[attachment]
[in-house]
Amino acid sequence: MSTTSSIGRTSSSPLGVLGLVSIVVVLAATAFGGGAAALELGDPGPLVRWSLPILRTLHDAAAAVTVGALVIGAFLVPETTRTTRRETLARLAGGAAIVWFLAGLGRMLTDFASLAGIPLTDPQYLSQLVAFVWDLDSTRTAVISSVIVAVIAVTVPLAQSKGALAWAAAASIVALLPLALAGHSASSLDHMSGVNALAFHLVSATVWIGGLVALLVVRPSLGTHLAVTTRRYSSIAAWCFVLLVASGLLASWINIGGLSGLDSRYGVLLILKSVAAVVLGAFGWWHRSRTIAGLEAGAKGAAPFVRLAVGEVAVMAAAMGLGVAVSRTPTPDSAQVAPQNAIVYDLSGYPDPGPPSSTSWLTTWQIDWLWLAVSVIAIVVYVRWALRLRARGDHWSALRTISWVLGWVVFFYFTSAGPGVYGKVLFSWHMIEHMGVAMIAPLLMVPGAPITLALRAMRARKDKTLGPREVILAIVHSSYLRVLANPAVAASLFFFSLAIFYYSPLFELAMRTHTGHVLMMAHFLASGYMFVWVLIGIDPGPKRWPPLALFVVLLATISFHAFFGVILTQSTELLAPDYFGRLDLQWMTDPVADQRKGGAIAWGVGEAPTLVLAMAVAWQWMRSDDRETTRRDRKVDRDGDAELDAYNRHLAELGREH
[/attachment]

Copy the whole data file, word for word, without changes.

[in-house]
Amino acid sequence: MSTTSSIGRTSSSPLGVLGLVSIVVVLAATAFGGGAAALELGDPGPLVRWSLPILRTLHDAAAAVTVGALVIGAFLVPETTRTTRRETLARLAGGAAIVWFLAGLGRMLTDFASLAGIPLTDPQYLSQLVAFVWDLDSTRTAVISSVIVAVIAVTVPLAQSKGALAWAAAASIVALLPLALAGHSASSLDHMSGVNALAFHLVSATVWIGGLVALLVVRPSLGTHLAVTTRRYSSIAAWCFVLLVASGLLASWINIGGLSGLDSRYGVLLILKSVAAVVLGAFGWWHRSRTIAGLEAGAKGAAPFVRLAVGEVAVMAAAMGLGVAVSRTPTPDSAQVAPQNAIVYDLSGYPDPGPPSSTSWLTTWQIDWLWLAVSVIAIVVYVRWALRLRARGDHWSALRTISWVLGWVVFFYFTSAGPGVYGKVLFSWHMIEHMGVAMIAPLLMVPGAPITLALRAMRARKDKTLGPREVILAIVHSSYLRVLANPAVAASLFFFSLAIFYYSPLFELAMRTHTGHVLMMAHFLASGYMFVWVLIGIDPGPKRWPPLALFVVLLATISFHAFFGVILTQSTELLAPDYFGRLDLQWMTDPVADQRKGGAIAWGVGEAPTLVLAMAVAWQWMRSDDRETTRRDRKVDRDGDAELDAYNRHLAELGREH